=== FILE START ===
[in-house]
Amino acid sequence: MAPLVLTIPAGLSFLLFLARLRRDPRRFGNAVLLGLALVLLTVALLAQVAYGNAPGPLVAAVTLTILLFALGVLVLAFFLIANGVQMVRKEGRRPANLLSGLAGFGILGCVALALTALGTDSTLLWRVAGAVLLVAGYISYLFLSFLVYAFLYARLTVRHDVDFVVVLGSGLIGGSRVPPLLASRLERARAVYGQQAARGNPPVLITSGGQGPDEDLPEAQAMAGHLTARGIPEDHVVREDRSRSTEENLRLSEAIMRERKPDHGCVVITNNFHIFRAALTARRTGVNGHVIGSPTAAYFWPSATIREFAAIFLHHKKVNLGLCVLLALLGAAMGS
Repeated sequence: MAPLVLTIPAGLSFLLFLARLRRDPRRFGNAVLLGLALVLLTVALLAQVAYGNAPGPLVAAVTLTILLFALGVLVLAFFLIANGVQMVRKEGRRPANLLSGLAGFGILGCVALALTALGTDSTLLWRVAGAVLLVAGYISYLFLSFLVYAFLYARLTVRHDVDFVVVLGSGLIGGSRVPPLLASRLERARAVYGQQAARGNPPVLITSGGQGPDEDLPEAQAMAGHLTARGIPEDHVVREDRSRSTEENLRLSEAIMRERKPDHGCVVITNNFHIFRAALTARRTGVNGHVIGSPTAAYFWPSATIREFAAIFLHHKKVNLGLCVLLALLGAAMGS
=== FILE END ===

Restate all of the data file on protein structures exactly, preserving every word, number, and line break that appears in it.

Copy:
[in-house]
Amino acid sequence: MAPLVLTIPAGLSFLLFLARLRRDPRRFGNAVLLGLALVLLTVALLAQVAYGNAPGPLVAAVTLTILLFALGVLVLAFFLIANGVQMVRKEGRRPANLLSGLAGFGILGCVALALTALGTDSTLLWRVAGAVLLVAGYISYLFLSFLVYAFLYARLTVRHDVDFVVVLGSGLIGGSRVPPLLASRLERARAVYGQQAARGNPPVLITSGGQGPDEDLPEAQAMAGHLTARGIPEDHVVREDRSRSTEENLRLSEAIMRERKPDHGCVVITNNFHIFRAALTARRTGVNGHVIGSPTAAYFWPSATIREFAAIFLHHKKVNLGLCVLLALLGAAMGS
Repeated sequence: MAPLVLTIPAGLSFLLFLARLRRDPRRFGNAVLLGLALVLLTVALLAQVAYGNAPGPLVAAVTLTILLFALGVLVLAFFLIANGVQMVRKEGRRPANLLSGLAGFGILGCVALALTALGTDSTLLWRVAGAVLLVAGYISYLFLSFLVYAFLYARLTVRHDVDFVVVLGSGLIGGSRVPPLLASRLERARAVYGQQAARGNPPVLITSGGQGPDEDLPEAQAMAGHLTARGIPEDHVVREDRSRSTEENLRLSEAIMRERKPDHGCVVITNNFHIFRAALTARRTGVNGHVIGSPTAAYFWPSATIREFAAIFLHHKKVNLGLCVLLALLGAAMGS